As we approach the second quarter of 2013, and Apple's stock price remains down in the dumps, you have to wonder what the company is preparing for its next act. So far this year, Apple product changes or refreshes have been relatively minor in the scheme of things. The MacBook Pro with Retina display may be cheaper, or at least a little faster. You can get a 128GB version of the full-sized iPad, and a more power efficient chip is being used on the Apple TV. The phrase" big deal" doesn't even come close.
Through this period, there have been loads of predictions about the next major Apple product launch. Some suggested a new iPhone, perhaps an iPhone 5s, which will look much the same as the current version with new stuff inside, will arrive this summer. Last year, the iPhone refresh occurred in September. But inasmuch as T-Mobile will only start carrying the iPhone 5 in April, that would mean a short shelf life. With a new carrier and a new marketing scheme that allegedly frees you of carrier contracts and early termination fees, maybe Apple will move a few million more iPhones in the next quarter.
Besides, Apple has traditionally released new iPhones with a new version of the iOS. Unless something is announced real soon now, details won't emerge beyond the rumors until the WWDC, which will probably happen in June. What's more, Apple will want to give developers at least a few weeks to check the betas, so that still takes us to an August or September timeframe.
But since no Apple media events have been announced so far this year, speculation reigns supreme. I'm just trying to take a middle-of-the-road approach and look at what's reasonable rather than delve into baseless analysis and predictions. At the same time, I recognize that Apple is under severe pressure to produce and produce big in light of growing skepticism about continuing record-shattering growth patterns.
An iPhone may be the least of it, whether a new one arrives this summer or a bit later in the year. Let's skip all the talk about whether Apple can compete with other players in the smartphone space, such as the HTC One and the Samsung Galaxy S4. Let's move to the "lowly" iPad. About the only possible certainty nowadays is that the iPad mini has or will become the best selling iPad. But when is Apple going to add a Retina display to the mini? Inquiring minds want to know, but it'll all come down to whether Apple can continue to deliver the tablet for the same price with the display enhancement.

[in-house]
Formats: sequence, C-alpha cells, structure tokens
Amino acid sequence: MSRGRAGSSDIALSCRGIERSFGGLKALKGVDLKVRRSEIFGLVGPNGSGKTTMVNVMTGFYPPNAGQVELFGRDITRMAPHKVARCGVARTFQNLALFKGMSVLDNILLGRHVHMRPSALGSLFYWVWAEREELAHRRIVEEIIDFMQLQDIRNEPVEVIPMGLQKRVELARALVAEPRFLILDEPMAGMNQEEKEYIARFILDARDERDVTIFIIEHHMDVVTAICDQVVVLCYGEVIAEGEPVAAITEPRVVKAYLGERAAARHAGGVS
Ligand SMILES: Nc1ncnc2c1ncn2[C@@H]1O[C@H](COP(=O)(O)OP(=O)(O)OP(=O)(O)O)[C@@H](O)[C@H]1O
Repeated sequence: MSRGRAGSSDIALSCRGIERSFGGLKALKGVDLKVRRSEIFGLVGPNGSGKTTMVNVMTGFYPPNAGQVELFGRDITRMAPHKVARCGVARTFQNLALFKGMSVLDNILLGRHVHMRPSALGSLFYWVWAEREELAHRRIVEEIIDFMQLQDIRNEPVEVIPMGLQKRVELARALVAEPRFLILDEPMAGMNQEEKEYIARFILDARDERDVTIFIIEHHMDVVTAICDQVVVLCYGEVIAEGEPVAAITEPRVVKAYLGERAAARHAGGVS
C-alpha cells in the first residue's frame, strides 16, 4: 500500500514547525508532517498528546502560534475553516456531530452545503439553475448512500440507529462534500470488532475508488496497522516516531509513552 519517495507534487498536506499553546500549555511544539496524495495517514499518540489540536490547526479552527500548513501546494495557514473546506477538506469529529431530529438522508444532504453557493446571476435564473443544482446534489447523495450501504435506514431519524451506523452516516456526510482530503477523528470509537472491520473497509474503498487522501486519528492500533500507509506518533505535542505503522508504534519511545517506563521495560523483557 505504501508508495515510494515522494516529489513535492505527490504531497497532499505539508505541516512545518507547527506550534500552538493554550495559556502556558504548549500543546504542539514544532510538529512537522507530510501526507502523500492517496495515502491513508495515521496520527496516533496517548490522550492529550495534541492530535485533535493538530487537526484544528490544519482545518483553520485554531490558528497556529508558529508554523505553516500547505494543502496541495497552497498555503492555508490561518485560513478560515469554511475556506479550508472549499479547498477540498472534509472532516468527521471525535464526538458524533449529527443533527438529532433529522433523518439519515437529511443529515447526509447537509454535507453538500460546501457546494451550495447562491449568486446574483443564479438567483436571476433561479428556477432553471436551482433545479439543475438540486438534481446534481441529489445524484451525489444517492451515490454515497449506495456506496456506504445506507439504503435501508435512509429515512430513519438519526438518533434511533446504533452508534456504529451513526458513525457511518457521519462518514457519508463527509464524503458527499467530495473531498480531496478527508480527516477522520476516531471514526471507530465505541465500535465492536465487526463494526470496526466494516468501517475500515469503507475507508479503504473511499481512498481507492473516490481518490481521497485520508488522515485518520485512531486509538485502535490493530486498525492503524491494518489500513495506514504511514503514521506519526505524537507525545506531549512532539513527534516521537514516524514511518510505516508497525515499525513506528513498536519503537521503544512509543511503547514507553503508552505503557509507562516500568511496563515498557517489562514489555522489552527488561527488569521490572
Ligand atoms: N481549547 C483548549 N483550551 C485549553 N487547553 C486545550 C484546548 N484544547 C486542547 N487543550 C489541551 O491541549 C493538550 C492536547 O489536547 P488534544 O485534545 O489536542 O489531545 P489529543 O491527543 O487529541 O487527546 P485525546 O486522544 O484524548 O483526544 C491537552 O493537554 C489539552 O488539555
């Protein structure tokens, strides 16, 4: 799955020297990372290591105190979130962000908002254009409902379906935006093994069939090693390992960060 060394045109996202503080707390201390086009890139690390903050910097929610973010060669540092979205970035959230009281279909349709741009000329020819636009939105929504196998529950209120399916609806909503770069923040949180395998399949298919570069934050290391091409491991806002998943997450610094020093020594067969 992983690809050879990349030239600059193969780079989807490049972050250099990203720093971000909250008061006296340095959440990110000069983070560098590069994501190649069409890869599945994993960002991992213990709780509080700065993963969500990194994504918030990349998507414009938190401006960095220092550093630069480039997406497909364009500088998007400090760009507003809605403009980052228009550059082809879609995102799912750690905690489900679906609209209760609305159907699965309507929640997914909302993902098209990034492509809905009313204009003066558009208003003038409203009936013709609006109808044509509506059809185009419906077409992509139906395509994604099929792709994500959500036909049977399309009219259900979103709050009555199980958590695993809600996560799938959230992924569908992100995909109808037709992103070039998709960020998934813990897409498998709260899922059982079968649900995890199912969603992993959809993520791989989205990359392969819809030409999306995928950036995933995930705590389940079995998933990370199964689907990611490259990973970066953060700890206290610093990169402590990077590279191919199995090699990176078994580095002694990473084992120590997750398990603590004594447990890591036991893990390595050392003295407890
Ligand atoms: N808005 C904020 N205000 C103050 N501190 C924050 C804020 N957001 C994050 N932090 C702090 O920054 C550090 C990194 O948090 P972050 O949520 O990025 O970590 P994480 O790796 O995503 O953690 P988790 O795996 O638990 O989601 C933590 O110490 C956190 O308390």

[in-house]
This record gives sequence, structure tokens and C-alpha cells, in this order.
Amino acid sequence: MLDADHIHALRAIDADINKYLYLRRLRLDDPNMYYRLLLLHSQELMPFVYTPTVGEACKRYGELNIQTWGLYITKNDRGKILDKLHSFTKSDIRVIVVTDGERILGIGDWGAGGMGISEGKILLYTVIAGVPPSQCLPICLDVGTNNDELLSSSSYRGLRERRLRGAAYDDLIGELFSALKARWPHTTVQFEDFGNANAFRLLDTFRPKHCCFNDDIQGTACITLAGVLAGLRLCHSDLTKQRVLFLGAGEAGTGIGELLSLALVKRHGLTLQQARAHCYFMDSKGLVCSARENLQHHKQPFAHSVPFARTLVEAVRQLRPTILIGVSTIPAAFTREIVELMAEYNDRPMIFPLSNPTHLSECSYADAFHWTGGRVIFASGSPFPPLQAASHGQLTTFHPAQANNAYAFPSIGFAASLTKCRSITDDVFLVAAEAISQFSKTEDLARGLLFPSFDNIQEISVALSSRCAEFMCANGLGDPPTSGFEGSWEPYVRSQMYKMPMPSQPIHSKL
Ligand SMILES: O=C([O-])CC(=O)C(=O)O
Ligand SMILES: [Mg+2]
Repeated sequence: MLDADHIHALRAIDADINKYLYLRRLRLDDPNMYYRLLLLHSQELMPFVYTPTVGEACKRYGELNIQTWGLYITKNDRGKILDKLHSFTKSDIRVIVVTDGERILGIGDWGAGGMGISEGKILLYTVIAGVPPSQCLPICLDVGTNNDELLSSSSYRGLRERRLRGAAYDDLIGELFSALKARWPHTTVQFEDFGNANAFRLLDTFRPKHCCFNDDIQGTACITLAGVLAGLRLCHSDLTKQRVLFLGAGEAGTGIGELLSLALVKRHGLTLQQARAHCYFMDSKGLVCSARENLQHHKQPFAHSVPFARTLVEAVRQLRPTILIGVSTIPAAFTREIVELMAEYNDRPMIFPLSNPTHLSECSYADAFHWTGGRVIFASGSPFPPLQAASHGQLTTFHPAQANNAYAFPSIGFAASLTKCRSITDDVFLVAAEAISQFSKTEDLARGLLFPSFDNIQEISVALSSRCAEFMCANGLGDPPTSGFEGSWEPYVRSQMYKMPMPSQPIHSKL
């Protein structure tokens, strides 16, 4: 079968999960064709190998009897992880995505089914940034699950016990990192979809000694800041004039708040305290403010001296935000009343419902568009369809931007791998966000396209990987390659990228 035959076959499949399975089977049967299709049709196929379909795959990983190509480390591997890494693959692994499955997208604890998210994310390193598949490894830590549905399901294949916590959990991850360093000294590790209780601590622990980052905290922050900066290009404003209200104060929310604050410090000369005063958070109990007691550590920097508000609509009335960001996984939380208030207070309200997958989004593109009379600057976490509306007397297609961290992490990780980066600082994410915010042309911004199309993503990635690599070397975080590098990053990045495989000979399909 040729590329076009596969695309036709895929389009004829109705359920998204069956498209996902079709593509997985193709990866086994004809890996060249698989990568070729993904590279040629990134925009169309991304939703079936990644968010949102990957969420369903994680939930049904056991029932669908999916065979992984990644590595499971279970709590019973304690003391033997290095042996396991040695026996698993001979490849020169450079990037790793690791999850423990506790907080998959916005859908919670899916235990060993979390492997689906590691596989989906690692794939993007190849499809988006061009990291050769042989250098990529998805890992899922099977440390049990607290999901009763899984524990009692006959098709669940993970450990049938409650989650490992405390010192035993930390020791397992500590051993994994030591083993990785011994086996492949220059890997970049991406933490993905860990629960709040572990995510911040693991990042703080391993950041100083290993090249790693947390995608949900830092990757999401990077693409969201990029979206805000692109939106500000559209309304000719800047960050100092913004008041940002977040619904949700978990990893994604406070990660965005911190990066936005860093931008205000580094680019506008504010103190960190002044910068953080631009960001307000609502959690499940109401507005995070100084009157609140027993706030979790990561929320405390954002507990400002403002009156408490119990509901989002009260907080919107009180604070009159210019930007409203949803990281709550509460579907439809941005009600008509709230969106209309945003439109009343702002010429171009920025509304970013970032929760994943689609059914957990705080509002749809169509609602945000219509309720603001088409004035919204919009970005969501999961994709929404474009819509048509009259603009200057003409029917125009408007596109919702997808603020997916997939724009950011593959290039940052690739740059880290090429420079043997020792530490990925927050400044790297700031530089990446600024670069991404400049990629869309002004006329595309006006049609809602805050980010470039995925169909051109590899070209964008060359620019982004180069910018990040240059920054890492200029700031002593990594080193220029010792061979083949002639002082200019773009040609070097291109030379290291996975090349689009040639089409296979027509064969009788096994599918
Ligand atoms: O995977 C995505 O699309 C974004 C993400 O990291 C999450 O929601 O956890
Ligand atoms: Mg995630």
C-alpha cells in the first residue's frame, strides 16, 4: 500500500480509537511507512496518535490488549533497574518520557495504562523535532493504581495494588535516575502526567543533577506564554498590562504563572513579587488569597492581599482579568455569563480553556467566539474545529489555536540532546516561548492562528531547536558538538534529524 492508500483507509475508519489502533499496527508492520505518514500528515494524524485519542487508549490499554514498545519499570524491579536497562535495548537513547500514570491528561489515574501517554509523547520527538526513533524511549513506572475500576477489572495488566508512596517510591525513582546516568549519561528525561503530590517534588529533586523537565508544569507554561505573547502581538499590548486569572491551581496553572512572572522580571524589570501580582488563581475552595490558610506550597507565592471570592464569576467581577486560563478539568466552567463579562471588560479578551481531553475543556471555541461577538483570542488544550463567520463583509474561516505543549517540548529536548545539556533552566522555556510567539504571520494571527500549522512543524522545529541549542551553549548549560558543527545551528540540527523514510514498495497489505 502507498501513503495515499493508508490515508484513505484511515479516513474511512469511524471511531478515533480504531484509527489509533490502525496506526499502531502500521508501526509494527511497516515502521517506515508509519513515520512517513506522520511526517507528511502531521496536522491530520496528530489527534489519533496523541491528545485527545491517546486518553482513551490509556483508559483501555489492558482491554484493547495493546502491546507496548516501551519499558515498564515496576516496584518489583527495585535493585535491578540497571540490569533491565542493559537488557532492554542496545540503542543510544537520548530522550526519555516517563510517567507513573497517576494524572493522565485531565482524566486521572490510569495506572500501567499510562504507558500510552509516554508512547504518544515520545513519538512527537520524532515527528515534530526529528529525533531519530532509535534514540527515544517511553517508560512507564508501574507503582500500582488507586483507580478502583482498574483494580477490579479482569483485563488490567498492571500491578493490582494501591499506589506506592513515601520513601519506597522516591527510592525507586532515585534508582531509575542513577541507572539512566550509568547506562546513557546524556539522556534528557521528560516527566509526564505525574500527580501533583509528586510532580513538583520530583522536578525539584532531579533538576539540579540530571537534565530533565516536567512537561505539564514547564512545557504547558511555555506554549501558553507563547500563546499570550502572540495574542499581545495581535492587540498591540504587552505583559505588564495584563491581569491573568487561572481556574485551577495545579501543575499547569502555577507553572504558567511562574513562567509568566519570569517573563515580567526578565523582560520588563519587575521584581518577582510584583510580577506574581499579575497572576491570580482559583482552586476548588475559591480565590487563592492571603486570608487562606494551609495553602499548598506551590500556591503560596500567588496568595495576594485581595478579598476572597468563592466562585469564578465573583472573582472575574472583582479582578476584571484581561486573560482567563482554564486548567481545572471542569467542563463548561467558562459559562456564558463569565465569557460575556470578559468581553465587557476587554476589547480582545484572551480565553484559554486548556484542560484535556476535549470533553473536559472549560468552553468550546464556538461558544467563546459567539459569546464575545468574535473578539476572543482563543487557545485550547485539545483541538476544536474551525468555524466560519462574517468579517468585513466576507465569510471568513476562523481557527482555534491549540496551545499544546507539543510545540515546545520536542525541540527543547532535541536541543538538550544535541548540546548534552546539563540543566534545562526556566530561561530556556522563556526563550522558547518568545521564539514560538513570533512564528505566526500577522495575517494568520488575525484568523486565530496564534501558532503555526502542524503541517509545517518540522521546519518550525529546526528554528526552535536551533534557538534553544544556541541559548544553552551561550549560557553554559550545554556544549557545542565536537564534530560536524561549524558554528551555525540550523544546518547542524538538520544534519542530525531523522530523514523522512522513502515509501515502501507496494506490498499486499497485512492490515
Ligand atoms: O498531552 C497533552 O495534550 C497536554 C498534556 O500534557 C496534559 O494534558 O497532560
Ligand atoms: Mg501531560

One larger issue is that other companies continue to attempt to play defense about what Apple may be doing, and deliver products that attempt to address the anticipated competition. In 2010, a number of tablets, mostly prototypes, were in evidence at the Consumer Electronics Show amid expectations that Apple was poised to enter the tablet space later that year. When the iPad came out -- and the form factor was fairly predictable in light of the iPhone -- many of those products vanished in the haze.
As the result of a statement about discovering the secret of the best TV interface ever in the authorized biography of Steve Jobs, the tech industry was clearly spooked. More and more so-called smart TVs were introduced at the 2012 and 2013 editions of the Consumer Electronics Show. You even saw so-called 4K TVs, which is, I suppose, roughly the equivalent of adding a Retina display on a Mac insofar as improving picture quality was concerned. This is the natural evolution of the TV industry, of course, but it was also, in part, about anticipating Apple's next move.
Other than continuing the Apple TV "hobby," Apple hasn't indicated yet how interest in the living room will reveal itself in new cutting-edge products. The "interest" has yet to be defined, so the media continues to suggest the form factor of the alleged Apple smart TV. The latest round of speculation has it that Apple is considering 4K, but without actual 4K source material from the usual content providers, it's just one of those neat ideas that may take years to appear in an affordable product that people can really use. A 4K today from Apple would be as much a fancy toy for the one percent as the ones from the rest of the TV industry. Besides, at a normal viewing distance, picture quality may actually not be that much better.
I won't get into the iWatch, except to point out that, yet again, such companies as Samsung are working on their answer to something from Apple that still doesn't exist.
It doesn't help that Apple has been relatively quiet on the new product front, despite tantalizing hints that great things are in the works. But the question is when the next media event will be scheduled. Will it be about OS X and iOS, new iPads, new iPhones, something in the watch or TV space? Or are we all looking for answers in the wrong place?
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